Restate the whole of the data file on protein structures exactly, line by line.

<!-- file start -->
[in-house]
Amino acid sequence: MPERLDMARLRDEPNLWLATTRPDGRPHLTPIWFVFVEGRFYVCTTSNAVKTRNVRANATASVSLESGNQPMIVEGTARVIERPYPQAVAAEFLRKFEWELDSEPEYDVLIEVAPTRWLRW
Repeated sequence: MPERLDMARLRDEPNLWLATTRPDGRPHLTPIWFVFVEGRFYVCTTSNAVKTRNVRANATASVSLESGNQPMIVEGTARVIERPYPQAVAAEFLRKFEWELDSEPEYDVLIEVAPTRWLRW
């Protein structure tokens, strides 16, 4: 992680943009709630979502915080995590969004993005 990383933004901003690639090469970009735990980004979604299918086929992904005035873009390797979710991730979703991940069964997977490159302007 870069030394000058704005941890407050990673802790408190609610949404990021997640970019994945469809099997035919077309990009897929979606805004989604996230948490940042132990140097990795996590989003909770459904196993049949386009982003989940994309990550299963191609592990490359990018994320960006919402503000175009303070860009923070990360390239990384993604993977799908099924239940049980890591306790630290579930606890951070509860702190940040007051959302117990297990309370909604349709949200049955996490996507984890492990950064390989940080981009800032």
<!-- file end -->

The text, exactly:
[in-house]
Amino acid sequence: MPERLDMARLRDEPNLWLATTRPDGRPHLTPIWFVFVEGRFYVCTTSNAVKTRNVRANATASVSLESGNQPMIVEGTARVIERPYPQAVAAEFLRKFEWELDSEPEYDVLIEVAPTRWLRW
Repeated sequence: MPERLDMARLRDEPNLWLATTRPDGRPHLTPIWFVFVEGRFYVCTTSNAVKTRNVRANATASVSLESGNQPMIVEGTARVIERPYPQAVAAEFLRKFEWELDSEPEYDVLIEVAPTRWLRW
């Protein structure tokens, strides 16, 4: 992680943009709630979502915080995590969004993005 990383933004901003690639090469970009735990980004979604299918086929992904005035873009390797979710991730979703991940069964997977490159302007 870069030394000058704005941890407050990673802790408190609610949404990021997640970019994945469809099997035919077309990009897929979606805004989604996230948490940042132990140097990795996590989003909770459904196993049949386009982003989940994309990550299963191609592990490359990018994320960006919402503000175009303070860009923070990360390239990384993604993977799908099924239940049980890591306790630290579930606890951070509860702190940040007051959302117990297990309370909604349709949200049955996490996507984890492990950064390989940080981009800032």